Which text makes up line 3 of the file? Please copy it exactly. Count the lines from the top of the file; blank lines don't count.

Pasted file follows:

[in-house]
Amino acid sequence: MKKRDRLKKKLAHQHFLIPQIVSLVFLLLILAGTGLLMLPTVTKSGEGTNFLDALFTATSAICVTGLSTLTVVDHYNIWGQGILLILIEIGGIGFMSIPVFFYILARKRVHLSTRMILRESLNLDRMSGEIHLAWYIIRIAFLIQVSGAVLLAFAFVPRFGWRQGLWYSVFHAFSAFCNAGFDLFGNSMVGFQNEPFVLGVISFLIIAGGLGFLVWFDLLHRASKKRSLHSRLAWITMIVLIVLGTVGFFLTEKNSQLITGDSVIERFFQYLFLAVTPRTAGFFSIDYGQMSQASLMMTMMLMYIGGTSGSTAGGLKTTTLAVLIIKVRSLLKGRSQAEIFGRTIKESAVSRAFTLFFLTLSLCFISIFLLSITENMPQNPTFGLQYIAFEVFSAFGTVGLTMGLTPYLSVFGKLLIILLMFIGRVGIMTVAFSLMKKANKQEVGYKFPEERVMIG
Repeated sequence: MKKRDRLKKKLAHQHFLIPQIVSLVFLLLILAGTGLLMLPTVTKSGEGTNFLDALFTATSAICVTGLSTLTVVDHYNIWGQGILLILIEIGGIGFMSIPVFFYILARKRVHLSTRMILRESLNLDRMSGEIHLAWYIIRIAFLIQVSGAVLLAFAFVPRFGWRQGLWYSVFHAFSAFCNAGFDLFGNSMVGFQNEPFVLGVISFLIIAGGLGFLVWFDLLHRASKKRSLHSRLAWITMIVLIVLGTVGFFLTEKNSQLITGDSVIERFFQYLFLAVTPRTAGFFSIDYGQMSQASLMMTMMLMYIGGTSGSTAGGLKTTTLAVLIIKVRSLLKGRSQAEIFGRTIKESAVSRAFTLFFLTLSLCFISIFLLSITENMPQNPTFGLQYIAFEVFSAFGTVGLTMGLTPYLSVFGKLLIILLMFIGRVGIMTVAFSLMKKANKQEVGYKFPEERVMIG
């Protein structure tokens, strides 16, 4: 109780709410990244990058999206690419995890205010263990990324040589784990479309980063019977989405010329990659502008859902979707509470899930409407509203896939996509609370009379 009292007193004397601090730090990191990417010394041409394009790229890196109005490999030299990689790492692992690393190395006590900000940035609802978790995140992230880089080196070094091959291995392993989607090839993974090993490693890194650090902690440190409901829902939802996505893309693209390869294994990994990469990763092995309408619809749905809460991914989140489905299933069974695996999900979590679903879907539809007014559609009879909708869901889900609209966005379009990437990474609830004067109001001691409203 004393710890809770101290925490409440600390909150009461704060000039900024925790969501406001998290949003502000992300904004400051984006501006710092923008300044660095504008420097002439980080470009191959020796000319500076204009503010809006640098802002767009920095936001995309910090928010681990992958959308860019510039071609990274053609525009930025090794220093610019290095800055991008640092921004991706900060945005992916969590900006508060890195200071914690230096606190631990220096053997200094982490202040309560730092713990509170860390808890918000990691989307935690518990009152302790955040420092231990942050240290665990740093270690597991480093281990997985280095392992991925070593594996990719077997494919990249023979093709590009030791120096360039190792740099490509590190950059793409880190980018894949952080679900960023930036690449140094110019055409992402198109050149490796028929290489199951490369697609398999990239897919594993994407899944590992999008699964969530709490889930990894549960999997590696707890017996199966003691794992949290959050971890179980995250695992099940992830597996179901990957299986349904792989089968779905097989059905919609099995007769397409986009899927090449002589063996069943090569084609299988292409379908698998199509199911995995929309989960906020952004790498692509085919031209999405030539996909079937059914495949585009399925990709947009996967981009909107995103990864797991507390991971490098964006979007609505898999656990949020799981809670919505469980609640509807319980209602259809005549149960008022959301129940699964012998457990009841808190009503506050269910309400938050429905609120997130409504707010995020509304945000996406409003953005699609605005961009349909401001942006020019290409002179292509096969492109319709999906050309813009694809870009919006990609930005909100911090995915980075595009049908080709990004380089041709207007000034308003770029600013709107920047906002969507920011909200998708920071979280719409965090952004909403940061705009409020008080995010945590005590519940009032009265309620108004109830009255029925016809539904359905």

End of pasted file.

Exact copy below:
Repeated sequence: MKKRDRLKKKLAHQHFLIPQIVSLVFLLLILAGTGLLMLPTVTKSGEGTNFLDALFTATSAICVTGLSTLTVVDHYNIWGQGILLILIEIGGIGFMSIPVFFYILARKRVHLSTRMILRESLNLDRMSGEIHLAWYIIRIAFLIQVSGAVLLAFAFVPRFGWRQGLWYSVFHAFSAFCNAGFDLFGNSMVGFQNEPFVLGVISFLIIAGGLGFLVWFDLLHRASKKRSLHSRLAWITMIVLIVLGTVGFFLTEKNSQLITGDSVIERFFQYLFLAVTPRTAGFFSIDYGQMSQASLMMTMMLMYIGGTSGSTAGGLKTTTLAVLIIKVRSLLKGRSQAEIFGRTIKESAVSRAFTLFFLTLSLCFISIFLLSITENMPQNPTFGLQYIAFEVFSAFGTVGLTMGLTPYLSVFGKLLIILLMFIGRVGIMTVAFSLMKKANKQEVGYKFPEERVMIG